6 Minute Read
Intern Year Day 70:
There is a particular patient I remember more vividly than most. We’ll call him Mr. K. He was a dark brown man in his early fifties, his thick beard speckled with silver hairs. He had a heart warming smile. His wife was at his bedside every single time I went to see him. His room smelled faintly of vanilla, and I remember wondering if he had brought incense to the hospital with him or if the smell had simply hitch-hiked on his clothing from home.
He came into the hospital with a relatively common complaint: maroon-colored stools. After ignoring them for some time, his wife finally forced him to go to the hospital. He had been healthy his entire life, he told me, so he had never seen a doctor before. “I just smoke a little Mary Jane from time to time,” he whispered in my direction with a wink, pretending he didn’t want his wife to hear. She playfully swatted the back of his head and said, “Boy, you know you smoke daily, ain’t nobody messin’ with you. Tell the doctor the truth.” I remember liking them immediately.
As I asked him more about his symptoms, I learned the following: he had lost a lot of weight over the last few months, he often felt very tired (which he attributed to work stress), and he had mild lower and mid back pain that had been getting worse for awhile.
“I’m not too worried about any of this stuff, doc,” He smiled a large smile. “My wife likes to worry. Do what you gotta do so we can go home soon, there’s a game on tonight!”
A little later, I got a call from the lab about his blood work (the lab only calls you about a result when it’s critically abnormal) saying that his hemoglobin was around 5, which was much lower than normal. This, along with the history of bloody stools, indicated to us that he was likely bleeding from somewhere in his GI tract. We transfused him multiple units of blood, admitted him to the hospital, and started investigating the cause of his dark stools. Given his history of weight loss, fatigue, and the fact that he had never seen a doctor before, I was worried about him right away.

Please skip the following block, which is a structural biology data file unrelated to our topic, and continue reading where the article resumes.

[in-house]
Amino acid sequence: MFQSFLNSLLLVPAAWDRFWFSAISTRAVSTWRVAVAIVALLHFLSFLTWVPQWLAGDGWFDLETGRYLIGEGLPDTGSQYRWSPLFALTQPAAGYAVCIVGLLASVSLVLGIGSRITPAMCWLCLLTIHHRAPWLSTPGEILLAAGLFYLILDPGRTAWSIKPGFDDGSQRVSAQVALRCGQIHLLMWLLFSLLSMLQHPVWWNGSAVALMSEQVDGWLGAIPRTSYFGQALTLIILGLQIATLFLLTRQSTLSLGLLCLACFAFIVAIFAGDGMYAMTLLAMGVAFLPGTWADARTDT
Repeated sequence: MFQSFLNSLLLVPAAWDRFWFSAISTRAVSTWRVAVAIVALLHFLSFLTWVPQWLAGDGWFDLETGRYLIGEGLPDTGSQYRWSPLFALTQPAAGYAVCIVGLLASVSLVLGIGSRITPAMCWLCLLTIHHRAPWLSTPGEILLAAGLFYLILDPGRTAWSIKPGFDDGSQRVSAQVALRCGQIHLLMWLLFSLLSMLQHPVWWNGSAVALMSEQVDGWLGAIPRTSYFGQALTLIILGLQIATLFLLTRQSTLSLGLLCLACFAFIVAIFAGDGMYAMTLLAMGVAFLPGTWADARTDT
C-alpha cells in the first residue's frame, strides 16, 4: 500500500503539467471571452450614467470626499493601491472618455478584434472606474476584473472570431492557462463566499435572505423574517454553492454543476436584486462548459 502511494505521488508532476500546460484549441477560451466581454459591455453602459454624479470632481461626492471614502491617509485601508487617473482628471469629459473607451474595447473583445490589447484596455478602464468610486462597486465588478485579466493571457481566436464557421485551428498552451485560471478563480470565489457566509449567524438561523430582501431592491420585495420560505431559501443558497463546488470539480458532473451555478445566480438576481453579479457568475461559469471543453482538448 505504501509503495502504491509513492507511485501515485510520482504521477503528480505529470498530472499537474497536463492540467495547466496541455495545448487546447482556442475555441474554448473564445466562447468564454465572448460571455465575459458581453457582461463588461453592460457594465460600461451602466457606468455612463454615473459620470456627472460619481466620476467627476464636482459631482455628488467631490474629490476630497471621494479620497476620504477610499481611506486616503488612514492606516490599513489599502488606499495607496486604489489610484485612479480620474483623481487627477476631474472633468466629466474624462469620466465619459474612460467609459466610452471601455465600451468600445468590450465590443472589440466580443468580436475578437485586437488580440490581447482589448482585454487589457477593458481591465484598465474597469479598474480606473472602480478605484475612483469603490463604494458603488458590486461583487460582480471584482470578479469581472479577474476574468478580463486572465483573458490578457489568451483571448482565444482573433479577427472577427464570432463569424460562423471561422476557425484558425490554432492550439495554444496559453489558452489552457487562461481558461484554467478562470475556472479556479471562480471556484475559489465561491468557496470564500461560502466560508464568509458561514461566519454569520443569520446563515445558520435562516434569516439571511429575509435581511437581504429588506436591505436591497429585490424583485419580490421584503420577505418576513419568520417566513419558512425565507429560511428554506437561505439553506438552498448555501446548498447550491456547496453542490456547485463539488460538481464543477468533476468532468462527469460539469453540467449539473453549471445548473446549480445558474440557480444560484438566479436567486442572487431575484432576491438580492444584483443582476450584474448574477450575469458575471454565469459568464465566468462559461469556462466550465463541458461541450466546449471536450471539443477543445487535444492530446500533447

We scheduled him for a colonoscopy the next morning (a procedure in which a flexible tube with a camera on it’s tip is passed through the anus to look at the inside of the large intestine). When the gastroenterologist paged me directly to talk about the results, I knew it would be bad. He had found a large polyp, or projection from the wall of his colon, that was bleeding and looked like cancer. He sent samples to the pathology lab, where doctors would look at them under a microscope, but it would take some time for the results to come back and confirm a diagnosis.
The bad news continued to flow over the next few days. The CT scan of his abdomen showed multiple masses in other organs and in the bones of his back. He needed more blood transfusions as he continued to bleed from another spot in his GI tract. Finally, the pathology report came back and confirmed our worst fear: Adenocarcinoma, a form of colon cancer. He would need surgery, chemotherapy, and radiation. Even with all of that, his five-year survival rate (which tells you what percent of people live at least 5 years after the cancer is found) was only about 15% since the cancer had already spread to distant sites.
My heart was broken. Ofcourse, I had been sad about patients’ diagnoses before, but this patient and his family had touched me in a different way. After taking care of him for a few days, seeing him and his wife every morning had become the highlight of my day. They told me about their kids, their love for travel, and even cute stories of how they had fallen in love (“She had a man when we met, doc! But from the first moment I laid eyes on her, I knew she was mine. Now look at us!”). They flirted and snuck small kisses, and his wife curled up next to him in the hospital bed. She brought blankets and clothes from home, made sure his beard stayed trim, and brought him food he liked every day.
Once we had confirmed the diagnosis, my attending told me to go and break the news to the patient. BY MYSELF??!! I was FREAKING OUT inside. In general, it is very hard to decide how to break bad news to a patient. I had done it before, but it had never been cancer. Cancer. That scary six-letter curse word. What will I say? How will my face look? What will they think if I start crying? Why won’t my attending just come with me?!